Fresh off his Best Picture and Best Director Oscar wins for The Shape of Water, Guillermo del Toro is ready for his next project — and it’s one he’s been working on for a long time. Netflix announced Monday that it’s teaming up with del Toro for a stop-motion musical version of Pinocchio that is the director’s “lifelong passion project.”
Although Disney famously created an animated version of Pinocchio in 1940 (widely regarded to be among the studio’s greatest artistic achievements), the fairy tale was first written by Italian author Carlo Collodi in 1883. Del Toro’s version in particular will draw heavily from illustrator Gris Grimly’s 2002 edition, but will still pay homage to the story’s Italian origins — this Pinocchio will be set in 1930s Italy, under the reign of fascist dictator Benito Mussolini. One of del Toro’s previous films, Pan’s Labyrinth, also juxtaposed a fairy tale story against the historical reality of European fascism.
Del Toro has been trying to bring his Pinocchio to life for so long that he first talked about it to EW’s Clark Collis in 2012. The director explained then what drew him to the story of a puppet who just wants to be a real boy.
“In a strange way, two of the stories that fascinate me the most are kind of related, which is Frankenstein and Pinocchio,” del Toro said back then. “They are both about creatures that are created and then get lost in a world they don’t understand. And they are both journeys of understanding, and journeys of evolution of the spirit. When we started working on Pinocchio we knew very clearly that we wanted to make it different in the sense that it is not just a fairy tale but a fairy tale that actually moves you and emotionally affects you. It deals with ideas that are relevant to everyone, to all mankind in a way.”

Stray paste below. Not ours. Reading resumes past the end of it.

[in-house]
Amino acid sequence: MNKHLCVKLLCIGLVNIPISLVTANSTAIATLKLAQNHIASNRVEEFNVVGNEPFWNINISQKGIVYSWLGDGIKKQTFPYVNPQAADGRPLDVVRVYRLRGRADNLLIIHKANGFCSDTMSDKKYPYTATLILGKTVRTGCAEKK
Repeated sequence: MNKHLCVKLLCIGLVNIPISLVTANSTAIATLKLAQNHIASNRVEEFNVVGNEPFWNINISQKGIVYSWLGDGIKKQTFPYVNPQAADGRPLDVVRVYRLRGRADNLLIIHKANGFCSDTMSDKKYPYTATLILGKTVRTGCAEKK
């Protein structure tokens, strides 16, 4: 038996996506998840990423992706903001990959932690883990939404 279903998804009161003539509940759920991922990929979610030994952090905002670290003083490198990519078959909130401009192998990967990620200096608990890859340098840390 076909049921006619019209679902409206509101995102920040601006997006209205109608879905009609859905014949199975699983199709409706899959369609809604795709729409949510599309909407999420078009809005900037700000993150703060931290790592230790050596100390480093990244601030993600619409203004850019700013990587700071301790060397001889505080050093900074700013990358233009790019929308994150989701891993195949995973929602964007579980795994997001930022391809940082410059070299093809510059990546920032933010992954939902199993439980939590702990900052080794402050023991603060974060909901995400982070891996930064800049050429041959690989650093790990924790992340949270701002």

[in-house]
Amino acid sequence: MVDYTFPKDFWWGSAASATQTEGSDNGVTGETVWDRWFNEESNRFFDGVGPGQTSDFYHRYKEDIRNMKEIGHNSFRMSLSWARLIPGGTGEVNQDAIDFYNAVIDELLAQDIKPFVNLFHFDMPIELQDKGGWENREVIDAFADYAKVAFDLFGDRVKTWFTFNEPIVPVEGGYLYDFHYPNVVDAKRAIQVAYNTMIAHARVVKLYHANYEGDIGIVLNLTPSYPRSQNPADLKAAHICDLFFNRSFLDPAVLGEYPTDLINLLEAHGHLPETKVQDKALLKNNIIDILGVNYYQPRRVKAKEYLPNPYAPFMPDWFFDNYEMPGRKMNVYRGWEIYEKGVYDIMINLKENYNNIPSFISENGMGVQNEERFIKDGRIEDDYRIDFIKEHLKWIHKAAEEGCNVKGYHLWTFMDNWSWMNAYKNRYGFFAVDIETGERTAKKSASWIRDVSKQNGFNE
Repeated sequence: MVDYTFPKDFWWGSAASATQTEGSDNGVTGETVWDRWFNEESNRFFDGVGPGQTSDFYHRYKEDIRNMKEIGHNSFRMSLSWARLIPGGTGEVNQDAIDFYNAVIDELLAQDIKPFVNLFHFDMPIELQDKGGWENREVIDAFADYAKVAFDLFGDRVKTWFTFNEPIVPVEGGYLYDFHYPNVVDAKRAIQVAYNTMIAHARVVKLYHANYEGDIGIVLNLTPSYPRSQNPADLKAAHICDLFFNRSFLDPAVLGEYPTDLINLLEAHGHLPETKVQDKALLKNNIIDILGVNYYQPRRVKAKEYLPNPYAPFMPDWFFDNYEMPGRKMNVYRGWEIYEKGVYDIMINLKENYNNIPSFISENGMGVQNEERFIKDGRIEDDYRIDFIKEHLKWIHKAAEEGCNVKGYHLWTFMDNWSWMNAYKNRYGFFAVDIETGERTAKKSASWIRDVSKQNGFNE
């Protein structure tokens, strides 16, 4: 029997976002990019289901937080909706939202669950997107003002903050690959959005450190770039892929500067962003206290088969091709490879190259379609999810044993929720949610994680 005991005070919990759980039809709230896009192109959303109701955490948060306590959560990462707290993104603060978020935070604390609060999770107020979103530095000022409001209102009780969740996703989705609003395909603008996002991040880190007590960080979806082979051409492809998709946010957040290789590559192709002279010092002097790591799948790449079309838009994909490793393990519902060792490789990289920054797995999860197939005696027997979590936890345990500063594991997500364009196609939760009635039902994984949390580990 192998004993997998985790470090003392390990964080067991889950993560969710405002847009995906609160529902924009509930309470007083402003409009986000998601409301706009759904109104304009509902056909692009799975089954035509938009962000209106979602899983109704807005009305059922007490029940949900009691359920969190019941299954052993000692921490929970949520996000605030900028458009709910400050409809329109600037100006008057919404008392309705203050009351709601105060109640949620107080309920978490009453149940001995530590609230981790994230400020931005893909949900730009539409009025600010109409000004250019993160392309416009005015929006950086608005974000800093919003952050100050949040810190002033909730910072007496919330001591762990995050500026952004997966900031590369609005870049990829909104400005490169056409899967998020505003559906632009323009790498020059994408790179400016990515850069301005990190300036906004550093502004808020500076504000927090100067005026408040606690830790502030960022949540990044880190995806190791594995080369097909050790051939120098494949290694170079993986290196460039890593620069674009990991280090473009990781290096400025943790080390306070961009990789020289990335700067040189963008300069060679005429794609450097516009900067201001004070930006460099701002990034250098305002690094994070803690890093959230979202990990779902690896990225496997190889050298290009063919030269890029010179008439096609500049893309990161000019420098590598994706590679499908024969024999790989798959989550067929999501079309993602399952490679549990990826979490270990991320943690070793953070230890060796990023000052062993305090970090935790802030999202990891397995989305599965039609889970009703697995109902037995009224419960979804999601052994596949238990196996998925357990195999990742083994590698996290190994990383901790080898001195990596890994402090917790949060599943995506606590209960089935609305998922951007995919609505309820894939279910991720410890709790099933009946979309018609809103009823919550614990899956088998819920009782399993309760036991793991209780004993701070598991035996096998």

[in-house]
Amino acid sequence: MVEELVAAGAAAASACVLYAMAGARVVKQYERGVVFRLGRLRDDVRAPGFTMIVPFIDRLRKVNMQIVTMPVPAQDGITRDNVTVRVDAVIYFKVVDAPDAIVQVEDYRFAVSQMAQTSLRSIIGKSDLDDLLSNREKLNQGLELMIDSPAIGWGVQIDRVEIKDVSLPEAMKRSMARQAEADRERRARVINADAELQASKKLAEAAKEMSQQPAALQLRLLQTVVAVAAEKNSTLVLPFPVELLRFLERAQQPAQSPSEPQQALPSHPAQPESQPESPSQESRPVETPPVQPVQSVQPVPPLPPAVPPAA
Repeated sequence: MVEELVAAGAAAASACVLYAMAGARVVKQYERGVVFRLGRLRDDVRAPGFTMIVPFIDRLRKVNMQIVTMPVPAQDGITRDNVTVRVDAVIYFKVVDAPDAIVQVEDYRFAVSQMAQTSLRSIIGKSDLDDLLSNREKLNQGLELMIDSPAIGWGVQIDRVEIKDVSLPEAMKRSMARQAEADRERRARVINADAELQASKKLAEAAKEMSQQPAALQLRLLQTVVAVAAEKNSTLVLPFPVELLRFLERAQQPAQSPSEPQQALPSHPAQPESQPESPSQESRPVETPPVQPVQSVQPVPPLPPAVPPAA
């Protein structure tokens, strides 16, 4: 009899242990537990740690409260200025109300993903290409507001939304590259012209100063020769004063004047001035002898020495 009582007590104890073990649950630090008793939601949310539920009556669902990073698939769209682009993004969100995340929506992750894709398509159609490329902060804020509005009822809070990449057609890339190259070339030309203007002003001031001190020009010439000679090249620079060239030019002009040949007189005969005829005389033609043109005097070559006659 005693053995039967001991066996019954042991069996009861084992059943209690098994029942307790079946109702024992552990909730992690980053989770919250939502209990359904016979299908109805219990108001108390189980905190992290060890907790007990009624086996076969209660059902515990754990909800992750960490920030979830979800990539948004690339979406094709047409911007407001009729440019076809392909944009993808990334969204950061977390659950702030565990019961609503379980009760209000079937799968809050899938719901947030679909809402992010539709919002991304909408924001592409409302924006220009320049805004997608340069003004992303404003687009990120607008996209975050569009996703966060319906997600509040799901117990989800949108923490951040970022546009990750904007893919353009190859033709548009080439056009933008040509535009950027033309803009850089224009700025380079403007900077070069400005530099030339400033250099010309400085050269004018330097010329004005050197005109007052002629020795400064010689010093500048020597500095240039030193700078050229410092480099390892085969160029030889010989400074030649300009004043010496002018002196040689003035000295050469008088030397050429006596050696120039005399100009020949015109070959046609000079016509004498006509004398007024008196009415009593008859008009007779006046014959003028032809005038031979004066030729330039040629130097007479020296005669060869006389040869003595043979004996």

Del Toro also told EW how he imagined his version differing from the famous Disney adaptation: “Well, the Disney version is one of my favorite animated movies of all time. What I’m going for is a PG-13 — more adolescent, more teenage. I hesitate to say just darker, because it’s not just darker. It is a tale that is adapted to a more complex reality, more complex ethical questions. It’s more a tale for youth than a tale for just kids.”
When del Toro gave that interview in 2012, he was also hard at work on Pacific Rim. That film’s battles between demonic kaiju and giant robots featured many creature designs by Guy Davis, who had previously honed his monster design skills on Mike Mignola’s Hellboy comics. Davis will now serve as co-production designer on Pinocchio, taking inspiration from Grimly’s designs. Mark Gustafson (Fantastic Mr. Fox) will co-direct alongside del Toro, while Patrick McHale (Over The Garden Wall, Adventure Time) will co-write the script. Netflix expects production to begin this fall.
In case you’re wondering what Disney has to say about all this, the House of Mouse is also pushing ahead on its own new live-action version of Pinocchio, to be directed by Paddington‘s Paul King.